Companies as organic systems

After the financial crisis of 2008, we look to Nature to find its answer to unpredictable situations such as those we face after the changeover to the digital age. Companies are beginning to be understood as organic systems. But, nature has its own rules. In this article, the 3 laws of nature and their relation with the contribution that the most evolved companies (or teal) make to their management are explained.

According to the great contribution of Frederic Laloux in his indispensable book Reinventing organisations, the three innovative elements of this type of company to management are:

Evolutionary purpose: It is the main purpose to which he aspires, his particular way of changing the world.
Self-organized teams: The digital revolution has so accelerated the world that the hierarchical structures of organizations are so rigid and inflexible that they are unable to react to the changes in a complex world.
Plenitude: It is about cultivating it, to bring out the enormous potential that all of us have within us and to make our work meaningful to our lives.

(If you want to know more, I wrote an article about the teal movement, with all the keys).

Companies as organic systems

With the change of paradigm that Laloux warns, companies are no longer understood as machines (Orange paradigm) or families (green paradigm) to be interpreted as organic elements. And, Nature provides us with three laws to understand how a dynamic system works, capable of self-regulating and responding with resilience to any type of situation.

The essential condition for self-regulation

The first condition for a system to regulate itself is that the elements of a system must not be mutually controlled. So, for companies to function as organic systems, a new kind of leadership is needed, since no element can unilaterally impose its will on others. New forms of governance, such as Sociocracy, are based on self-organisation and are organised around circles, where no one is more important than anyone else.

This first condition collides with two realities. The first is the fear of those who hold some kind of power within an organization, who feel the natural fear of losing it. In reality, their fear is that they will no longer have everything under control. The main criticism that this type of person makes when self-regulation is proposed to them, whether for an Agile or a sociocratic team, is that it will create a Fuenteovejuna or chaos. To solve it is the second of the conditions: to have a mission.

The second reality is that new generations feel an innate rejection of anything that means power or obligation. This is why they are dedicated to agile methodologies, widely used among IT teams for programming, which advocate self-organized teams. So they embrace any proposal that means working without bosses: they consider them to be traffic lights that slow down their attempt to go faster.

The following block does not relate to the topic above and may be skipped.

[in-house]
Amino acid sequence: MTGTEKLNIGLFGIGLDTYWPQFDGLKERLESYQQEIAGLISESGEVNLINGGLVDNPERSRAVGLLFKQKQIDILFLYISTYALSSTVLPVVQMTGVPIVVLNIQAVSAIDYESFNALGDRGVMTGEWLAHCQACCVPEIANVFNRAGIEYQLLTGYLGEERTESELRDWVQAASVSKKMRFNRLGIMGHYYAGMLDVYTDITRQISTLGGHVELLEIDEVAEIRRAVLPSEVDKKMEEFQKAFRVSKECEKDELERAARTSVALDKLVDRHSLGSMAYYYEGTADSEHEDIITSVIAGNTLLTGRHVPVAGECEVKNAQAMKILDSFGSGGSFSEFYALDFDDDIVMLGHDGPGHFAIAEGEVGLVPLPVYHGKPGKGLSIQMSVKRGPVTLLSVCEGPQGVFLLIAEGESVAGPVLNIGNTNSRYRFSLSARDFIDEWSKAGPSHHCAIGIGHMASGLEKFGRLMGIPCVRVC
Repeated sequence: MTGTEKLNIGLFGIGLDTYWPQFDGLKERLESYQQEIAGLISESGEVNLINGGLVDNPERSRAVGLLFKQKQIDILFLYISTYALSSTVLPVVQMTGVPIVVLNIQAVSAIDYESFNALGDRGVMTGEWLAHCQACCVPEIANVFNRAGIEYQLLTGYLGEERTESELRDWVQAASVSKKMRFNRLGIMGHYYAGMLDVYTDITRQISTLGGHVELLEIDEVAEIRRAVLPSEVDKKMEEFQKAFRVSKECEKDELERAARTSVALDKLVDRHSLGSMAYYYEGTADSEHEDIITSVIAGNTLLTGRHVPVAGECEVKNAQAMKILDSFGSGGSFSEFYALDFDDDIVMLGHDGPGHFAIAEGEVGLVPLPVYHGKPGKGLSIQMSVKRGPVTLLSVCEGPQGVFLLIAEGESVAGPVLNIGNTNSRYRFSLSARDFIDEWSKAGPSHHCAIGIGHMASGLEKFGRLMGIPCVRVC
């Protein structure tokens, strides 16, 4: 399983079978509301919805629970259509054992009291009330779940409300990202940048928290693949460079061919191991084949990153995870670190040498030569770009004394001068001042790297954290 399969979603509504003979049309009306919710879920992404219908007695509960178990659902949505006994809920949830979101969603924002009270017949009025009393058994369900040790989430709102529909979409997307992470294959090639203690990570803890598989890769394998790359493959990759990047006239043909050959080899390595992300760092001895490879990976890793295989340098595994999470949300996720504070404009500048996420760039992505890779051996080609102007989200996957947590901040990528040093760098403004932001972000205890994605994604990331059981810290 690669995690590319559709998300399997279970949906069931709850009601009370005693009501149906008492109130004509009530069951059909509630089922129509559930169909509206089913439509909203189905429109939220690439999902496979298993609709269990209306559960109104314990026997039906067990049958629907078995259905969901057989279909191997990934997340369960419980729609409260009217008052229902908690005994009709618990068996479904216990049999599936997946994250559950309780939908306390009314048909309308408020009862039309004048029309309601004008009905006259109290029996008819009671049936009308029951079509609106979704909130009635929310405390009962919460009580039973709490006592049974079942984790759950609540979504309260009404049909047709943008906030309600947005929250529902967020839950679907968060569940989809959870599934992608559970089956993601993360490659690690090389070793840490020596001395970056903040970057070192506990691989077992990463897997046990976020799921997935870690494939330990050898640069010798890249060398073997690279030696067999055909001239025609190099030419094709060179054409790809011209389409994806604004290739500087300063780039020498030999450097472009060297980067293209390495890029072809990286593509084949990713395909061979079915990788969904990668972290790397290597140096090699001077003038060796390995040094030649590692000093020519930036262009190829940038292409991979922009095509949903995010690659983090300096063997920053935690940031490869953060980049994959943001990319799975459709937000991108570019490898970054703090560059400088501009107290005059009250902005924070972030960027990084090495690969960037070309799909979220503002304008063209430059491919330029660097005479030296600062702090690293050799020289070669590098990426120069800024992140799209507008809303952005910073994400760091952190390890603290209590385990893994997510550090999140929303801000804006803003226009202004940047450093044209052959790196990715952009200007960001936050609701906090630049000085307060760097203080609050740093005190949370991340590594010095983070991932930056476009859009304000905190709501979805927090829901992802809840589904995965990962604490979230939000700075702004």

Why does an organization necessarily need a mission

Indeed, those who criticise the fact that if no one element dominates the others, chaos will not be long in coming. To overcome this situation, there is the second of the conditions of dynamic systems: the system must benefit from an external energy source that mobilizes it. In the case of the Earth, that external energy is the Sun, without which plants and Life would cease to exist.

In the case of organizations, this source of mobilizing external energy is the evolutionary purpose. This is not a simple marketing claim at a time when people are asking brands to get involved with society, as well as good (and cheap) products. The evolutionary purpose is the reason why a company or organization wants to change the world. This mobilizing energy comes “from a shared vision, from a common goal that integrates individual visions”, as Gilles Charest points out in his book Democracy is Dead, Long Live Sociocracy!

Failure to meet this condition is the risk of those who adopt parts of the Sociocracy regardless of the necessary importance of having a common vision and mission in an organization or team.

The consequences of not respecting the balance

The corollary of interpreting companies as organic systems is that’if you act in a way that affects the balance of your physical or social environment, sooner or later the effect of your actions will reach you’.

How do these conditions of dynamic systems like Nature affect Teal organizations? How do they affect businesses as organic systems?

For self-organized teams to exist, members cannot control each other. To avoid subsequent chaos, there must be an energy that mobilizes them that must come from a shared vision or common goal that integrates individual visions (evolutionary purpose). By acting in accordance with the internal and external balance, one feels fulfilled. So, the 3 innovative elements of teal companies cannot be given separately, but they are fed back and some are the result of others.

This article is a translation with of the Spanish version published in empresas como sistemas orgánicos.